It was a mysterious warning, and at first, my wariness of being in a new, extremely foreign country kicked in. I initially took it as a threat to keep an eye on my things for the entire six hour ride. It took about three seconds before the drumming and singing started and I realized that was what they had meant.
Being the only foreigner in this cabin, I was quickly picked out to join their group for singing, drumming, and a lot of dancing. For the next several hours, we jammed as the train drove through Sri Lanka’s lush countryside as I took in all of the chaos that I had wished for. Vendors selling basketfuls of questionable snacks strolled from cabin to cabin, trying to navigate their way through the dance party that had formed in the already narrow aisle of our car.
I hope every train ride is exactly like this one. I thought to myself. They weren’t, but it sure set the tone for the following three weeks of pure, unfiltered, hectic, and ecstatically uncomfortable travels through a country that immediately won me over.
The rural location of Anuradhapura was a stark difference to the last few places I found myself. The trendy, hipster vacation spot of Bali, the futuristic urbanity of Singapore, and even Sri Lanka’s own Colombo, where I could still find a McDonald’s and a shopping mall to retreat to. Here in Anuradhapura, I considered myself lucky to find someone who could even speak English.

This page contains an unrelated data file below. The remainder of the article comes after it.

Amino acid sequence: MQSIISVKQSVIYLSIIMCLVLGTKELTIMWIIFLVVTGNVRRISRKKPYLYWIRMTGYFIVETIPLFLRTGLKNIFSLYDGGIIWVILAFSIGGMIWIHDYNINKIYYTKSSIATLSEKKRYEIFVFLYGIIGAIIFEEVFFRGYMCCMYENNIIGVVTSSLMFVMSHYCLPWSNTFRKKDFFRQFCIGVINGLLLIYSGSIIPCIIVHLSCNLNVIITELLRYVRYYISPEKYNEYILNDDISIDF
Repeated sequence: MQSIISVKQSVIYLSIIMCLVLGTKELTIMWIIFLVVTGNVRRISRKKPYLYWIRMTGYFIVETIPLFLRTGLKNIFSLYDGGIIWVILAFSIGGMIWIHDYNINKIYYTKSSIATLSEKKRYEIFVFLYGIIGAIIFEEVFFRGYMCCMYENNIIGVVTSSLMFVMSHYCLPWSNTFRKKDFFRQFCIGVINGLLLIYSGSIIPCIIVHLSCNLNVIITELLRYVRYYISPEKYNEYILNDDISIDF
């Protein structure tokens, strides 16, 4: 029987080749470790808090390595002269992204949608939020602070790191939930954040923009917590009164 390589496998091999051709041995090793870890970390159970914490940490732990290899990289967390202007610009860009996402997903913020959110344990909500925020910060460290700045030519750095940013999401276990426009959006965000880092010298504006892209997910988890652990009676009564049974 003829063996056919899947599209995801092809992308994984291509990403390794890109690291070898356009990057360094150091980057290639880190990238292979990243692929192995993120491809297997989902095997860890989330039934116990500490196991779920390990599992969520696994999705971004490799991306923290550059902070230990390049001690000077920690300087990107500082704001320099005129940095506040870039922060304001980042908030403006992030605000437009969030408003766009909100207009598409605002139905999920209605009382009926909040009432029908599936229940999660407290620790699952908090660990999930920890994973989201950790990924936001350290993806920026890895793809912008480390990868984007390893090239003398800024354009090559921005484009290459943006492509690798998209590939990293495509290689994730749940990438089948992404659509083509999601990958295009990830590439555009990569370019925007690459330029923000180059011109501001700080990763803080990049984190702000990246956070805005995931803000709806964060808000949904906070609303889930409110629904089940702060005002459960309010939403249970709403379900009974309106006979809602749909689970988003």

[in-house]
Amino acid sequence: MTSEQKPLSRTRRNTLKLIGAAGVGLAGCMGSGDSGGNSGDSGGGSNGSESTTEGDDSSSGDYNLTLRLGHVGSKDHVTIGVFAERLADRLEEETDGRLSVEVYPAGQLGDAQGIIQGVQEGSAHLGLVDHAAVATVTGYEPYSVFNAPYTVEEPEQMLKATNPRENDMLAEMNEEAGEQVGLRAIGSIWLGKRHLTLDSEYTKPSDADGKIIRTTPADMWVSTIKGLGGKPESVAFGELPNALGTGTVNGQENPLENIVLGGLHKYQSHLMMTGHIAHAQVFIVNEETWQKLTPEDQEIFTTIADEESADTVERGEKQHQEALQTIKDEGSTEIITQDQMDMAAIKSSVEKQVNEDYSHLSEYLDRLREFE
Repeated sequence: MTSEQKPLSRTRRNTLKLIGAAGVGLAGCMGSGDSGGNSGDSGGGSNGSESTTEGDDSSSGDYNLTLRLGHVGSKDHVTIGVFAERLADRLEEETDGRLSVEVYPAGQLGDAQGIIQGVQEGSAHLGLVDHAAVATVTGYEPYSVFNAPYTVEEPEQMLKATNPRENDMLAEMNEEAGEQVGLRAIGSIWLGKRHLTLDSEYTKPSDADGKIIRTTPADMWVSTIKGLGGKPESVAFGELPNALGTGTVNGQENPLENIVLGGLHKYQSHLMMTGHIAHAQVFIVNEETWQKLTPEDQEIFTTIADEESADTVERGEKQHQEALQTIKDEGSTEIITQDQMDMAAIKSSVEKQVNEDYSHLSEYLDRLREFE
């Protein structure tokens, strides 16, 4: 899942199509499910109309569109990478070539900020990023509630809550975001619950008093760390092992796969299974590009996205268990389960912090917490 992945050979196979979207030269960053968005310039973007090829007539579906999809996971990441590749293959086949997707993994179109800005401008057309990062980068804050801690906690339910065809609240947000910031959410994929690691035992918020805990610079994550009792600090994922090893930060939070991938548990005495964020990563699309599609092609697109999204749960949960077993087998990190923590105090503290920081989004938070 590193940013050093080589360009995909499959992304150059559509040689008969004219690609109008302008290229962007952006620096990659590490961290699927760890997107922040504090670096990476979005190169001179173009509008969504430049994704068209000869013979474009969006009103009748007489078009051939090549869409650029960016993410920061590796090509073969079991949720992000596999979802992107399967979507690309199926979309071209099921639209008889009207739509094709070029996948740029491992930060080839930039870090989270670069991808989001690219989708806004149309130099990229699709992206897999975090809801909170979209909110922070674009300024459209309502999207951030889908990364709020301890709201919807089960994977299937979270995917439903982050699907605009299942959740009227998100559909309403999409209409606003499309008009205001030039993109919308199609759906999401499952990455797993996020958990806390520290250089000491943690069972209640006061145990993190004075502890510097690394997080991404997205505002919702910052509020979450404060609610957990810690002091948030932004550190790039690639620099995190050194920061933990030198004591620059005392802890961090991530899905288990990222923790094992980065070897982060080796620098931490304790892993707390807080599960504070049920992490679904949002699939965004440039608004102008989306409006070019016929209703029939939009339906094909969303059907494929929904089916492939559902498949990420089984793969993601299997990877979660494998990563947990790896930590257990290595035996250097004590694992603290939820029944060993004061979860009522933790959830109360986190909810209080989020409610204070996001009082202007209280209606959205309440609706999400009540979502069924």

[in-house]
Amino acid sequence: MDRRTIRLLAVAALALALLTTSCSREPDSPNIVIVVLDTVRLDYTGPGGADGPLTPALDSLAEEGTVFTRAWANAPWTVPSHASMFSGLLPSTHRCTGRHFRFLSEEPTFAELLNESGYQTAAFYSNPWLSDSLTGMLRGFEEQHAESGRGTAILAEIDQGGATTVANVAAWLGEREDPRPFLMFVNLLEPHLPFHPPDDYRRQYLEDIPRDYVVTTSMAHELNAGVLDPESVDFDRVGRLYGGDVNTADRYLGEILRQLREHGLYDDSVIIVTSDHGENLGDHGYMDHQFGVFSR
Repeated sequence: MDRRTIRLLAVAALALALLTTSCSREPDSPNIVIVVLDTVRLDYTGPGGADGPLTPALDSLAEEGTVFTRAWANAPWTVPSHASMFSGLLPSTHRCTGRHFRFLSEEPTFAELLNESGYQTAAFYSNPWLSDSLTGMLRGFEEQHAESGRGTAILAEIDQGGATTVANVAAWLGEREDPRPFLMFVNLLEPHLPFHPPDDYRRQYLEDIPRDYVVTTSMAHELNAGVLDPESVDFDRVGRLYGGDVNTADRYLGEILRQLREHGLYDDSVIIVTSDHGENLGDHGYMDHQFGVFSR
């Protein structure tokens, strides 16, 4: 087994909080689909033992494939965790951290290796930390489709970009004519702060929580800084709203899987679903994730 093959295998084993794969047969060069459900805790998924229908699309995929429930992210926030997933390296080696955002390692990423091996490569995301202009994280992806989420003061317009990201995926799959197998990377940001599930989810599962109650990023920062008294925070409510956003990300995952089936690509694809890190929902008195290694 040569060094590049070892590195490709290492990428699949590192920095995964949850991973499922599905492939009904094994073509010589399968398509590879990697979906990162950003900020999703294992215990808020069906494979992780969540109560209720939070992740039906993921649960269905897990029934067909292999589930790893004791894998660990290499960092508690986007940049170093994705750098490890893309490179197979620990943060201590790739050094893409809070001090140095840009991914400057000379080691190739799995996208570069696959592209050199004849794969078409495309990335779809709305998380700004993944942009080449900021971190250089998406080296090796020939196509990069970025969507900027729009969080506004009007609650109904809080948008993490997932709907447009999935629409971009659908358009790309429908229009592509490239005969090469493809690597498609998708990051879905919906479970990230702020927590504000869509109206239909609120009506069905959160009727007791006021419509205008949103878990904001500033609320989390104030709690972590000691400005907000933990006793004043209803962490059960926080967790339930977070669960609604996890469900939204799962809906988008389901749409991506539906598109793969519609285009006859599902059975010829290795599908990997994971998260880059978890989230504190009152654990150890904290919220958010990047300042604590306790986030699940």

I took a night to recover after the lengthy train journey before waking up bright and early to explore the immense archaeological site of old Anuradhapura. I rented a bicycle and set off around 7 AM to beat the Sri Lankan heat. It proved futile as by 8 AM, it was already blistering hot. Despite this, the sights of Anuradhapura motivated me to keep pushing through. Never had I seen anything like what I was encountering every few minutes in the archaeological complex.
Cycling home around golden hour flanked by ancient ruins and towering dagobas was a surreal feeling. I stopped in a field to admire the purpling sky over the 100 meter tall dagoba. Cows grazed and birds flocked to peck on the bugs flicked up by the cows eating grass. Tuk-tuks and local buses parked themselves in the field because Sri Lanka had no rules. It was the first time in a long time that I felt like I had been transported to another world. The word dagoba was quite fitting, as it truly did feel like I was in some sort of planet out of Star Wars.
Sigiriya and Minneriya National Park
The adventures only grew more exciting from there. Watching the iconic Lion Rock emerge from the darkness to become draped in the soft purple colors of the dawn was an unforgettable sight. From that sunrise hike in complete darkness to finding ourselves the only humans amongst a massive herd of elephants, Sri Lanka was blowing all of my expectations out of the water.
Despite wanting nothing more than to just sleep the day away after hiking up Pidurangala Rock for sunrise, I answered the call of adventure once more. A small group of people at the hostel were looking to kill some time before they left Sigiriya in the evening and wanted to make a day trip over to Polonnaruwa. As would become a recurring theme on these Sri Lankan expeditions, I knew nothing about where I was going but laced up my adventure shoes anyway.